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Summary: Healing is at its best in hopeless and impossible situations.

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“The Healing Touch of Faith”

Scripture Reading: Mark 5:34

Text: Mark 5:21-34

Sermon Idea: Healing is at its best in hopeless and situations.

The scream of sirens pierced the warm air as what had promise to be a quiet summer night turned into a nightmare of flashing red lights, twisted metal, and whirring pain.

The driver of a small red sports car had lost control and crashed over a 30-foot embankment. The tiny baby riding on his mother’s lap had been thrown clear to land safely on a grassy knoll, but his mother was not as well off. Her legs were crushed and pinned the wreckage.

Rescue workers fought feverishly to free the woman. They knew she was in shock. Finally, after some 45 minutes of prying and cutting, they managed to slide a blood-spattered stretcher into a waiting ambulance that lunged into the muggy night, hospital bound with the woman on board.

Two hours later a nervous husband paced the floor outside the emergency room, praying to God that he would be able to see his wife alive again.

Suddenly, a Doctor appeared in the hall with a clipboard and pen. “Are you Mr. Johnson?” he asked. “Yes I am.” “Please step inside the waiting room with me for just a moment.”

The young husband steeled himself for what he was afraid he was going to hear.

“Sir, there is just too much damage to save your wife’s legs. We are going to have to amputate both of them. Your wife is unconscious. We need your permission to do the surgery. Will you sign the release that allows us to operate?”

Mark was writing about healing in a hopeless situation. Here we have a woman who was afflicted with bleeding that she had for 12 years. Medical science of her day had no cure for her. Medicine even today is not an exact science but it has made leaps and bounds from what this woman was probably subjected to. She is not even given a name in the Scriptures. She has no family waiting in the waiting room for her. There is no one to sign the release form. Herbert Lockyer gives her a bit of humanity other than a faceless and nameless woman. He gives her a name and a place where she could have come from. The name Lockyer gives her is “Veronica” and she came from either “Paneas or Caesarea Philippi.” Healing is at its best in hopeless situations. Where does healing happen? Healing happens in the crowd.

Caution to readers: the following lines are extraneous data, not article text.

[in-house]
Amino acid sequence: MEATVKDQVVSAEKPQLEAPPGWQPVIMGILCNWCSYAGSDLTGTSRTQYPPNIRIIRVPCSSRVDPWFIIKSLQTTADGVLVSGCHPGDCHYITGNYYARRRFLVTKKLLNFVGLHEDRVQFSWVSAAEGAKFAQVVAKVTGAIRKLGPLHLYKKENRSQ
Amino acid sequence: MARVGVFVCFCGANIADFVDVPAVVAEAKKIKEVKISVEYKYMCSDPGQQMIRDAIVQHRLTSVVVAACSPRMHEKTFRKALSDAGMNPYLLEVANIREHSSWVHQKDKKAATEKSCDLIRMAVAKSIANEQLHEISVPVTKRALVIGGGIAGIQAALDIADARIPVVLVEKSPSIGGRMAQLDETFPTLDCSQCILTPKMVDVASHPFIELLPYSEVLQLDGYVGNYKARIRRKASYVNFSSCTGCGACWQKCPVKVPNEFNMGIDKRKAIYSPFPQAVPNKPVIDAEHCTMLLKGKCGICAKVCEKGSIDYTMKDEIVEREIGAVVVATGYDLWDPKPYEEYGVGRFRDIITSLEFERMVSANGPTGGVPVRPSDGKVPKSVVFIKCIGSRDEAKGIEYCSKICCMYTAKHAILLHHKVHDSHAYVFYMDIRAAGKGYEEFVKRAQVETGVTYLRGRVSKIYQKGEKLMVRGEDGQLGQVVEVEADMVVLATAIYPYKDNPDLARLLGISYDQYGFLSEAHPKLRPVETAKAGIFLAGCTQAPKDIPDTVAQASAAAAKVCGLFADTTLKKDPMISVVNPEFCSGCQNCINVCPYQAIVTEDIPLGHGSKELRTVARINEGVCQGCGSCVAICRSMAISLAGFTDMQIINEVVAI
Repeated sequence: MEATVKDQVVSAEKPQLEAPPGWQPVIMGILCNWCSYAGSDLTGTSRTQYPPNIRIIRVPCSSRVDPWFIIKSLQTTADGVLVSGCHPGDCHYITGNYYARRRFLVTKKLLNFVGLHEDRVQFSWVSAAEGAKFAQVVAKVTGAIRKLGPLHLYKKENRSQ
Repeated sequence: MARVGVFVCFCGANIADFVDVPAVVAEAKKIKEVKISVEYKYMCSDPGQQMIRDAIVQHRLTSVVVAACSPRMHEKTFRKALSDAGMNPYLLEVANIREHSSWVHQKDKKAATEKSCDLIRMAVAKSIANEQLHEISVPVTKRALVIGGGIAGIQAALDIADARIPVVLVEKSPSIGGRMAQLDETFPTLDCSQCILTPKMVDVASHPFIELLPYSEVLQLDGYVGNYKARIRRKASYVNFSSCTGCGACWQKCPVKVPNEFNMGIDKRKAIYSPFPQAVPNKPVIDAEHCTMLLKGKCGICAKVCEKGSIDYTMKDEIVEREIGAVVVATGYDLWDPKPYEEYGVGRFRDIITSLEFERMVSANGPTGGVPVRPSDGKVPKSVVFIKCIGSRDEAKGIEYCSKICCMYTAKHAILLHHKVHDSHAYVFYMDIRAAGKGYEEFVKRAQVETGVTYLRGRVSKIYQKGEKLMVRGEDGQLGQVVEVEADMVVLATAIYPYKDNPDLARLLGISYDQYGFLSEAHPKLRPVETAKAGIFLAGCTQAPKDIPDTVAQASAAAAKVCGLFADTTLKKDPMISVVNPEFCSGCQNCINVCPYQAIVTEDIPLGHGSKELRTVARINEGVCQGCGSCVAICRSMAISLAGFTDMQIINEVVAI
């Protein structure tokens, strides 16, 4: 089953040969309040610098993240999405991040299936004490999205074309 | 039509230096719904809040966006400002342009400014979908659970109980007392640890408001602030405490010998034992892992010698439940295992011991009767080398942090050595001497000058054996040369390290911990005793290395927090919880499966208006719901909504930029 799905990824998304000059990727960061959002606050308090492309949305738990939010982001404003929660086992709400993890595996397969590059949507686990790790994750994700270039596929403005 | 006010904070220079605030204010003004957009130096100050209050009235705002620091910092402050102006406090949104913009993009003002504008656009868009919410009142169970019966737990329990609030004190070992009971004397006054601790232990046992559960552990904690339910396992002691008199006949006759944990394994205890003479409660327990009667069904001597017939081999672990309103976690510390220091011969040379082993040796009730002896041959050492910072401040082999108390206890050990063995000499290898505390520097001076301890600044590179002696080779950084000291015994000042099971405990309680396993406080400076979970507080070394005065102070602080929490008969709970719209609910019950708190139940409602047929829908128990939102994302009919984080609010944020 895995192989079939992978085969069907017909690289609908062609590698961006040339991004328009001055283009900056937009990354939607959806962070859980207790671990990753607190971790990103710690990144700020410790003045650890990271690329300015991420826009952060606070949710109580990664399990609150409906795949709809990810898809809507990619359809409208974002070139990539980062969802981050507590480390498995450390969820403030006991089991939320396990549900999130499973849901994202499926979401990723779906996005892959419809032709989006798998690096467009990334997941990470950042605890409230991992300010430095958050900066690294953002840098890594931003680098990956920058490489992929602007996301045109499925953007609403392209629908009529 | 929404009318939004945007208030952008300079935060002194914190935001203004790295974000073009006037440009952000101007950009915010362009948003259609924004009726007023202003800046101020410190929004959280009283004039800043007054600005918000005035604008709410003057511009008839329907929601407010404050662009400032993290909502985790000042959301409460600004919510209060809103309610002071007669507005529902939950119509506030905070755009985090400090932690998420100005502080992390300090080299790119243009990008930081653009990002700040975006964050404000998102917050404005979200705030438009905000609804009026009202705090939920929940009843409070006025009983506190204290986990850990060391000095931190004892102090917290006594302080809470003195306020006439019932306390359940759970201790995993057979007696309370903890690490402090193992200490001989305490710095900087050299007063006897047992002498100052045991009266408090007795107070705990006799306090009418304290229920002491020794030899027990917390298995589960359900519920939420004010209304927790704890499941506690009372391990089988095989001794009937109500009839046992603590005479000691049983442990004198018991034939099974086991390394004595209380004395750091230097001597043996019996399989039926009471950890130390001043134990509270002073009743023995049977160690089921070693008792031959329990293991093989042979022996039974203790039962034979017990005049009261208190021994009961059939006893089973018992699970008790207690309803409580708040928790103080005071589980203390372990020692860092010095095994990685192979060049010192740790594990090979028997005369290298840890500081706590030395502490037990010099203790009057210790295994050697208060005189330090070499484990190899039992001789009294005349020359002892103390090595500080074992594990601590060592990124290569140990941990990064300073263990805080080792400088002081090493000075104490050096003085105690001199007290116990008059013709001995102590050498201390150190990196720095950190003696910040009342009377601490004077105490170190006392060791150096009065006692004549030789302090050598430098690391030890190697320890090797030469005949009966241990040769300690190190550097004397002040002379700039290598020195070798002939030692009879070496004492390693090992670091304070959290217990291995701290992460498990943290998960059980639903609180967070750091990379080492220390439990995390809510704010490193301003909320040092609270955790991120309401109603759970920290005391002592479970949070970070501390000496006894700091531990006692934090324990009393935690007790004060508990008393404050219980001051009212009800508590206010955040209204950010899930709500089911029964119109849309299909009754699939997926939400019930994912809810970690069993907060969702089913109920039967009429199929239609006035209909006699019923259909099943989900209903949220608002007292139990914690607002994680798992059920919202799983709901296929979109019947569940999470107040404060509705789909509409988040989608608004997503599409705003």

I. Healing happens in a crowd. (Vs. 24-29)

This unclean woman had spent everything she had on trying to obtain a cure for her problem. Herbert Lockyer shed some light on her condition which he stated was an “organic disease of the uterus and its appendages.” Veronica was “marginal to Jewish society.” Everything she touched was contaminated. She couldn’t openly seek Jesus for her healing so she had to do it under cover in the midst of a crowd. Leviticus 15:19-31 paints a clear picture of the seriousness with which the Jews handled a woman’s uncleanliness from a woman’s monthly “discharge” and beyond. (Read passage). People have done some remarkable things in hopeless situations.

Take for instance, Morgan Rowe. As a young boy he was sitting on a moving tractor at his father’s fence company in Georgia when he fell and was dragged under the machine. His left arm was ripped completely off in the accident and his right arm was badly mangled. Doctors were able to restore some of the use of the right arm, but the left one was lost. After three months in the hospital the boy was released with a medical bill totaling $30,000. (Remember. This incident took place nearly twenty years ago. Inflation has made that $30,000 look smaller to us than it was then.)

This story would probably have lost its newsworthiness right then and there had this been someone besides Morgan Rowe. You see, the boy set out to pay his own bill! As soon as he could walk without any help, he scoured the roadsides picking up cans and bottles. He collected and sold newspapers.

His mother said in an interview, “He has gathered hundreds of cans, thousands of can, I don’t know how many. He started out with Coke bottles. Then he read . . . about recycling cans. I thought he’d give up after awhile, but he’s kept it up. He’s still doing it.”

Morgan first paid off the $455 ambulance bill. Then he put $2500 down on the hospital bill. His family raised another $9000 toward the hospital bill.

Then in the month of July following the accident, someone mentioned him to the Bear Archery Company in Florida that makes aluminum arrows. Bear donated its scrap metal to help. As the boy’s story made headlines, contributions from 2,000 people began pouring in. Donations totaled $25,000, more than enough to pay the bill. The extra money was used to finance additional operations in an effort to restore more mobility to Morgan’s remaining arm and hand.

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